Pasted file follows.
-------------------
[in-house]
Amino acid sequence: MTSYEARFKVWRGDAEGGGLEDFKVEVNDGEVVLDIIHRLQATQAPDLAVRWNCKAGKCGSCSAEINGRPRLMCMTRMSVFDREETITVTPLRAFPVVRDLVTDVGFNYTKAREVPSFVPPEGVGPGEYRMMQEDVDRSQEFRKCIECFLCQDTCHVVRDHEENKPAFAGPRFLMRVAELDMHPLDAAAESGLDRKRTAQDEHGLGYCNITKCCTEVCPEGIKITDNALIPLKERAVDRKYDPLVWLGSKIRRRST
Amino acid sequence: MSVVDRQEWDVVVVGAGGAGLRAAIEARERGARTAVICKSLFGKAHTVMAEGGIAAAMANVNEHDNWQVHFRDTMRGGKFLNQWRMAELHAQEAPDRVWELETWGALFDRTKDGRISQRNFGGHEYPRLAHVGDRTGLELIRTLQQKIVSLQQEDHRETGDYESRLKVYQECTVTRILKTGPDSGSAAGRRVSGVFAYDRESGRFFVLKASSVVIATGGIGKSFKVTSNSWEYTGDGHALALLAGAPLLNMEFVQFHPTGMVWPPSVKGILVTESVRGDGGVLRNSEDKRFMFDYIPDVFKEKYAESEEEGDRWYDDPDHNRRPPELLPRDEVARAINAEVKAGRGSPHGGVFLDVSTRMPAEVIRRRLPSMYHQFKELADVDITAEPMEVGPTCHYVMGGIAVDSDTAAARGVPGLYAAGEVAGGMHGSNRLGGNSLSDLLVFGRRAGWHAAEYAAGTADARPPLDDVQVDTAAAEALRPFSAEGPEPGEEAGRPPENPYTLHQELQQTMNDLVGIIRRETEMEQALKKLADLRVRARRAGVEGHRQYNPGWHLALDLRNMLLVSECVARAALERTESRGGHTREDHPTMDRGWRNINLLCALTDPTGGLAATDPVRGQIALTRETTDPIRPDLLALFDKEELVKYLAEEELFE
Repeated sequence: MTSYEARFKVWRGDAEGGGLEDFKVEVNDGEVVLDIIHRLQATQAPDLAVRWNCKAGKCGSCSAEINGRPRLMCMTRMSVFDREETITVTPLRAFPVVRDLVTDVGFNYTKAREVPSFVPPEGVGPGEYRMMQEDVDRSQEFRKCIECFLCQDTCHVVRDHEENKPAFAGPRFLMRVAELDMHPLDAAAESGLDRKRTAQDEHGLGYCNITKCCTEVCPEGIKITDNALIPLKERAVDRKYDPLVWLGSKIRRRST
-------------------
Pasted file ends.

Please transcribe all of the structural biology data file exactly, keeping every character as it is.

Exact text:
[in-house]
Amino acid sequence: MTSYEARFKVWRGDAEGGGLEDFKVEVNDGEVVLDIIHRLQATQAPDLAVRWNCKAGKCGSCSAEINGRPRLMCMTRMSVFDREETITVTPLRAFPVVRDLVTDVGFNYTKAREVPSFVPPEGVGPGEYRMMQEDVDRSQEFRKCIECFLCQDTCHVVRDHEENKPAFAGPRFLMRVAELDMHPLDAAAESGLDRKRTAQDEHGLGYCNITKCCTEVCPEGIKITDNALIPLKERAVDRKYDPLVWLGSKIRRRST
Amino acid sequence: MSVVDRQEWDVVVVGAGGAGLRAAIEARERGARTAVICKSLFGKAHTVMAEGGIAAAMANVNEHDNWQVHFRDTMRGGKFLNQWRMAELHAQEAPDRVWELETWGALFDRTKDGRISQRNFGGHEYPRLAHVGDRTGLELIRTLQQKIVSLQQEDHRETGDYESRLKVYQECTVTRILKTGPDSGSAAGRRVSGVFAYDRESGRFFVLKASSVVIATGGIGKSFKVTSNSWEYTGDGHALALLAGAPLLNMEFVQFHPTGMVWPPSVKGILVTESVRGDGGVLRNSEDKRFMFDYIPDVFKEKYAESEEEGDRWYDDPDHNRRPPELLPRDEVARAINAEVKAGRGSPHGGVFLDVSTRMPAEVIRRRLPSMYHQFKELADVDITAEPMEVGPTCHYVMGGIAVDSDTAAARGVPGLYAAGEVAGGMHGSNRLGGNSLSDLLVFGRRAGWHAAEYAAGTADARPPLDDVQVDTAAAEALRPFSAEGPEPGEEAGRPPENPYTLHQELQQTMNDLVGIIRRETEMEQALKKLADLRVRARRAGVEGHRQYNPGWHLALDLRNMLLVSECVARAALERTESRGGHTREDHPTMDRGWRNINLLCALTDPTGGLAATDPVRGQIALTRETTDPIRPDLLALFDKEELVKYLAEEELFE
Repeated sequence: MTSYEARFKVWRGDAEGGGLEDFKVEVNDGEVVLDIIHRLQATQAPDLAVRWNCKAGKCGSCSAEINGRPRLMCMTRMSVFDREETITVTPLRAFPVVRDLVTDVGFNYTKAREVPSFVPPEGVGPGEYRMMQEDVDRSQEFRKCIECFLCQDTCHVVRDHEENKPAFAGPRFLMRVAELDMHPLDAAAESGLDRKRTAQDEHGLGYCNITKCCTEVCPEGIKITDNALIPLKERAVDRKYDPLVWLGSKIRRRST